Reviewing five books on what he calls the “food movements,” Pollan notes the widespread discontent with contemporary industrialized food production (I’ll call this “American eating,” although its dominance is increasing around the world).  And he suggests that its common theme is cultural discomfort. The food movement, Pollan argues, has “set out to foster new forms of civil society”:

It makes sense that food and farming should become a locus of attention for Americans disenchanted with consumer capitalism.  Food is the place in daily life where corporatization can be most vividly felt…  The corporatization of something as basic and intimate as eating is, for many of us today, a good place to draw the line.

This is a refreshing insight.  It’s thankfully broad, taking  the focus away from health, and therefore from the anti-obesity crusade and the “toxic food environment” view promoted by health advocates.

But Pollan’s perspective is especially refreshing because it renews the conversation about our private lives — particularly the extent to which we’ve ceded our innermost values to the demands of corporate profit and government policies.  And those demands, as Marion Nestle often points out (recently here), are generally linked.

Pollan reminds us that our innermost values are literally innermost:  they have to do with what goes into our stomachs.

I’ve already stated my argument that the anti-obesity crusade is really about control, not health (see here and here).   The crusaders do cite “public health” as a rationale for the war against obesity.  But when they describe what’s wrong, they do so in terms that are sometimes medical (diabetes, hypertension), sometimes technical (serving sizes, calorie counts, the infamous toxic food environment), and sometimes medieval (gluttony, laziness).  Their inability to articulate the source of the problem is a signal that they’re sure something is out of control but unsure exactly what.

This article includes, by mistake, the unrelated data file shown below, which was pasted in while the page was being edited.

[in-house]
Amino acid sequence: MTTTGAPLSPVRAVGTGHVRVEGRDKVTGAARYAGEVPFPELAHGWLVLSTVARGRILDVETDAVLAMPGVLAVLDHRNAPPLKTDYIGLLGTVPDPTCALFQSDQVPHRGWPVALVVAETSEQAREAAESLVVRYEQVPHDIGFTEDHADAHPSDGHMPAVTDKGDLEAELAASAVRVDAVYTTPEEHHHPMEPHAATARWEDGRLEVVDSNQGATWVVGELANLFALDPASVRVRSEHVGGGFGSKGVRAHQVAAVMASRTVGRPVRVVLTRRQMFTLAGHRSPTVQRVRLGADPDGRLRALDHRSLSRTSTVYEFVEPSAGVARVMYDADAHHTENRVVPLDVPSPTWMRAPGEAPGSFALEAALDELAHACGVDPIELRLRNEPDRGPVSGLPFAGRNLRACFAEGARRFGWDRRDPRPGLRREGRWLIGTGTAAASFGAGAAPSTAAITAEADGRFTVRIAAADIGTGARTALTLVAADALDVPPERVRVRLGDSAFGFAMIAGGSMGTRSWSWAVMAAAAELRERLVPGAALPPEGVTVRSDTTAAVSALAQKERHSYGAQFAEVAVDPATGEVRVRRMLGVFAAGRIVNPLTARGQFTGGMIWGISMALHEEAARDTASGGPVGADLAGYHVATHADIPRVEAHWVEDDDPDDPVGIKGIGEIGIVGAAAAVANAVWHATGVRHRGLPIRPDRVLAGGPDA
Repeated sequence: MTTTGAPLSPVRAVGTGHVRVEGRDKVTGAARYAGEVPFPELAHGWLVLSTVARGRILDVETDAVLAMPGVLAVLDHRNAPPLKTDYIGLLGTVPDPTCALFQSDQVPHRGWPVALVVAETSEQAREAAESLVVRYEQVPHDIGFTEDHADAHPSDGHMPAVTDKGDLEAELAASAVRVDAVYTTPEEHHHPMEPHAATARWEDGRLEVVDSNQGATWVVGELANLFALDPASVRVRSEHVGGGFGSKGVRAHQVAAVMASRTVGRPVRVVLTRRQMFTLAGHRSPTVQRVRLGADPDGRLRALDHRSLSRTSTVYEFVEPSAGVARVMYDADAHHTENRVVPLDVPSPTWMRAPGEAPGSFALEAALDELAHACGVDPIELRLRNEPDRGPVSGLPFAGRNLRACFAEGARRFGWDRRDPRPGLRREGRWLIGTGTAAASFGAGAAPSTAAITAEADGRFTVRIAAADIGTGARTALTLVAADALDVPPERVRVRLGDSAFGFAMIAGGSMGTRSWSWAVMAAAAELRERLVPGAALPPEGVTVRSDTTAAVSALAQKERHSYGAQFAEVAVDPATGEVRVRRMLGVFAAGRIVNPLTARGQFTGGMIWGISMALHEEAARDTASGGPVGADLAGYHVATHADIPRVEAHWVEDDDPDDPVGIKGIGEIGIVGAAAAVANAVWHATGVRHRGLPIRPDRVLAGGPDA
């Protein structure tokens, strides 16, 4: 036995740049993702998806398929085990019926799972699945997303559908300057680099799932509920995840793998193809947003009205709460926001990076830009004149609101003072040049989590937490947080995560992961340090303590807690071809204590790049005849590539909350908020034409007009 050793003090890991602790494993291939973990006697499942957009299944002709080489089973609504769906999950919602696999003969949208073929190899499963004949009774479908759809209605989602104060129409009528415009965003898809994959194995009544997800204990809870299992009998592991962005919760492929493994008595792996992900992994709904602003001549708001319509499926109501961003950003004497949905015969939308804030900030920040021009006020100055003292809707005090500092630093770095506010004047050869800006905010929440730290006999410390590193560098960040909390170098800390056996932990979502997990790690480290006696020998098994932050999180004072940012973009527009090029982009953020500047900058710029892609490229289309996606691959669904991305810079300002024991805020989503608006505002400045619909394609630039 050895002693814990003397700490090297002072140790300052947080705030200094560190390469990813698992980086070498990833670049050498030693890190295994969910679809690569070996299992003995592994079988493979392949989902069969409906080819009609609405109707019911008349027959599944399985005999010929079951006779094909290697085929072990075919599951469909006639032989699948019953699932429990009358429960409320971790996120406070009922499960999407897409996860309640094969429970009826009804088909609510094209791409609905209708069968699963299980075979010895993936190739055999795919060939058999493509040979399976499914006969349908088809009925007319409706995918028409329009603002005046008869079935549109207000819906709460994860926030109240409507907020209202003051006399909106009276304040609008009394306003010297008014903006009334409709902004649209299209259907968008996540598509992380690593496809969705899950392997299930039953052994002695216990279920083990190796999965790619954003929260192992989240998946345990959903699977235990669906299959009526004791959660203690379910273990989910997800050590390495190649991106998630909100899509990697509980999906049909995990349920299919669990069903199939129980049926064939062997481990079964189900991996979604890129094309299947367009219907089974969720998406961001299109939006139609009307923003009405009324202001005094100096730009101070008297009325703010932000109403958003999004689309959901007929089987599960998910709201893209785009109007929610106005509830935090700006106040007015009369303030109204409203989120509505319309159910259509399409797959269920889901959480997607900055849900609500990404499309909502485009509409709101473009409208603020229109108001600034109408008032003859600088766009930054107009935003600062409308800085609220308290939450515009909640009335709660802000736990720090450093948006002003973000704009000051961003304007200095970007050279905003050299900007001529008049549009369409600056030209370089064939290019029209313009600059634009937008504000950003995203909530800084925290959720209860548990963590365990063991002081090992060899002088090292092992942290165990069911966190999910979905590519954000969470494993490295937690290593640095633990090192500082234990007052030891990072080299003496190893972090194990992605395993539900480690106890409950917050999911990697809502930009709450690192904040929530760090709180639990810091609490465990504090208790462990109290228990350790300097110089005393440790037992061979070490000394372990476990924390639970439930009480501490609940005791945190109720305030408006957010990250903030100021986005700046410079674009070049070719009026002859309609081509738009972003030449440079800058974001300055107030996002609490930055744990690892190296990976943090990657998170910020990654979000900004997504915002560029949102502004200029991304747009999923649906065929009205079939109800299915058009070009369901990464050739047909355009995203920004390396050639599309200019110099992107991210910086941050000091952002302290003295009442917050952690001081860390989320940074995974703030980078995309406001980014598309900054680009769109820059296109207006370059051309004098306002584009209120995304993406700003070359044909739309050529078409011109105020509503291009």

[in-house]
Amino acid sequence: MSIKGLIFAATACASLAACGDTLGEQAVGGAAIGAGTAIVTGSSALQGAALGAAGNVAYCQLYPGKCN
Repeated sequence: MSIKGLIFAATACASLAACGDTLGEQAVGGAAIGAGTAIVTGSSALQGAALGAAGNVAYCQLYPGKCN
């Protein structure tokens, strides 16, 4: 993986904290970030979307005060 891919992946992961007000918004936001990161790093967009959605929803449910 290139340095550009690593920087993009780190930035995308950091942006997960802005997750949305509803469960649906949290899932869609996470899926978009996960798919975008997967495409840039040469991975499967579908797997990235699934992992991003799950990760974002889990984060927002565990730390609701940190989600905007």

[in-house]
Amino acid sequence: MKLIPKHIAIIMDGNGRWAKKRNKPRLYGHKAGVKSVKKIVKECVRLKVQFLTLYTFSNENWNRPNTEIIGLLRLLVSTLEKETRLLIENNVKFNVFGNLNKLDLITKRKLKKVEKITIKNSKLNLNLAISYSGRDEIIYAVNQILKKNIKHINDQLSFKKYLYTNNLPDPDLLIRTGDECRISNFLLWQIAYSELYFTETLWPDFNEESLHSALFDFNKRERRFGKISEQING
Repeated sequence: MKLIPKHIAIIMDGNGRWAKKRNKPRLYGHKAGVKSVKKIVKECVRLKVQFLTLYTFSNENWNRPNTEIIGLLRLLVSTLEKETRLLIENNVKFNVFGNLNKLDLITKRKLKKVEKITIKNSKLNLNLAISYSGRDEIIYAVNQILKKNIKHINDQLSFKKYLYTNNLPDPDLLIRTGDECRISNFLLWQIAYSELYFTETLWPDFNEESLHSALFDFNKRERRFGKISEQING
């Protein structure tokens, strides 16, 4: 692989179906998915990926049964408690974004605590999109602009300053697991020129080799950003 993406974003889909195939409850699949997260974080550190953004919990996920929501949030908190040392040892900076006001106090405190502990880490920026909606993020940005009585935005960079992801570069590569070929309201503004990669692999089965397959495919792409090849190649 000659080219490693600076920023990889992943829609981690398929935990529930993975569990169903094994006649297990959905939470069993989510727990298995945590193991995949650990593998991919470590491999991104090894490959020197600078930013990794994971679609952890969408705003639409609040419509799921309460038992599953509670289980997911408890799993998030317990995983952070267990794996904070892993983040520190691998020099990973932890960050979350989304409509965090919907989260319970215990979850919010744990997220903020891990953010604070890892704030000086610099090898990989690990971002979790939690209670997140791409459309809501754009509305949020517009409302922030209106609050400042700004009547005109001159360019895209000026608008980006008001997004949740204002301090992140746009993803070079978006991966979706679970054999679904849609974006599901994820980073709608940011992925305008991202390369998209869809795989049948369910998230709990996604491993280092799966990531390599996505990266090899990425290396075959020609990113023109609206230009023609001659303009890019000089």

The public health approach to obesity is a failure.  It doesn’t let us talk about what needs to be reformed.  And it’s often allied with efforts to make sure the poor stay poor — even though wealth inequality is surely part of the problem in the first place.  The public health industry’s demands for additional regressive taxation in the form of increased “fat” taxes on sugary beverages or high-calorie foods reveal its preference for the status quo.  Make the poor pay more for their soda and fast food; that will make them think twice about supporting industries that are making us fat.

Even well-meaning public health professionals who advocate government intervention against low-price-but-low-nutrition food  as a way of curtailing obesity ignore the central role of food and eating to liberty and happiness — they’re interested primarily in how many additional years of life (however unhappy) could be purchased by trading in the fries in favor of broccoli.  Or, worse, they’re interested only in the dollar costs to taxpayers — in terms of hypertension and heart disease — of tolerating obesity.